Oh little fishies, I love pickled herring. (In sour cream, for preference, though the wine kind is good too.) Actually getting to eat some is a rare treat, as most people I know dislike it and can’t stand the smell.

    I’ve never gotten up the guts to try lutefisk, though.

    @Rakka:disqus
      I particularly like the coastal area’s
    sweet rye bread made with syrup and spices in the dough…

    That sounds delightful!

  • http://blog.trenchcoatsoft.com Ross

     Yeah. Did anyone else make it to adulthood without having any idea that tylenol was at all dangerous, and totally freak out when when they went to wikipedia to find out what the deal was in the final episode of ‘One Foot in the Grave’?

    I’m sure there are times in my life when I’ve exceeded twice the safe dose of the stuff.

  • http://blog.trenchcoatsoft.com Ross

     You also cure olives in lye. And there are various kinds of bread products that get a lye bath at some point in the process.

    It does strike me as weird that we end up with foods that clearly had a long trial-and-error refinement process, where some of the intermediate steps could kill you. Like puffer fish. It probably took like a hundred tries to figure out which bits you could eat. Why wouldn’t any reasonable culture give up trying after the third?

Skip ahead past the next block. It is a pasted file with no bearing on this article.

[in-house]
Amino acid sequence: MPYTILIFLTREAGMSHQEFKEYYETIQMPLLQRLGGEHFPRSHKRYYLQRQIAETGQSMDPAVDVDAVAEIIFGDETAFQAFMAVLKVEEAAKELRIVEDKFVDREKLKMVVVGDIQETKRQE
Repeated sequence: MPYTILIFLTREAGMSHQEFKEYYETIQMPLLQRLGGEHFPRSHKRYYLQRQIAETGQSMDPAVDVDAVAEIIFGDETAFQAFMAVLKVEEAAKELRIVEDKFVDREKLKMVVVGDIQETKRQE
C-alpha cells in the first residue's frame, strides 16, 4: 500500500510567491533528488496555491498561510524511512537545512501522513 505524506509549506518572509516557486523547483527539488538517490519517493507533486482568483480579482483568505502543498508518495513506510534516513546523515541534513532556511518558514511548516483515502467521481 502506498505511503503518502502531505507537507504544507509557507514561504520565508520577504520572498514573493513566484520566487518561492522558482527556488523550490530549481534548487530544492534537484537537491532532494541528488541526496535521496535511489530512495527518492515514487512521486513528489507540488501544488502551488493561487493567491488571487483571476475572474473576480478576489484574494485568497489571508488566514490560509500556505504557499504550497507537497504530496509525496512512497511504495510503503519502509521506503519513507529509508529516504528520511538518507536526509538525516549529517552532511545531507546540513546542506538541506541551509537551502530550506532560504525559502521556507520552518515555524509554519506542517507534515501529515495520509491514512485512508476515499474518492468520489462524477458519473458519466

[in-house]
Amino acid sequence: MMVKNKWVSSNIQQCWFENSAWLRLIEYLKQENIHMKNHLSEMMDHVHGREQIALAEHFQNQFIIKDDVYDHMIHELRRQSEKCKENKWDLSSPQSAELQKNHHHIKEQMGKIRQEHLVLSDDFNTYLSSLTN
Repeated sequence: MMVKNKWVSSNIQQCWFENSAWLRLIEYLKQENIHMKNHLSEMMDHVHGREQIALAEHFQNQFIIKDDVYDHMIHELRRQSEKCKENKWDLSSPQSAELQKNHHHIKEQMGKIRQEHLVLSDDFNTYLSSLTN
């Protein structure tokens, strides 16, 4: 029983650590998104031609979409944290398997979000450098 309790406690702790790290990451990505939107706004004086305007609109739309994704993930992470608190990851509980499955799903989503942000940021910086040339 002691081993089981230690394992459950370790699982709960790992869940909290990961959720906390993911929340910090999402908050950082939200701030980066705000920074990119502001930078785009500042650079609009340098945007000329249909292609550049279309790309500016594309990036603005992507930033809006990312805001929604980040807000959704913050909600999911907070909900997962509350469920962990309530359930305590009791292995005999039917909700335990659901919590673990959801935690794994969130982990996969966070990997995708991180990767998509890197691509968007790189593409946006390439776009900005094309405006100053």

• Neotoma

    Almost as desperate as you’d need to be to figure out that Greenland shark is edible if it’s allowed to ferment for three months?

  • Baby_Raptor

    Yeah, I have to be careful with those. I’m allergic to aspartame. It usually only means no diet drinks, but I’m paranoid.  

  • P J Evans

     Pretzels and some varieties of bagel get a bath in food-grade lye (or something safer, like water with baking soda). It’s what makes that lovely shiny crust.

    I’ve always suspected that someone accidentally confused the boiling water with the boiling lye that was about to be used for making soap. And then discovered that the resulting bread was even better.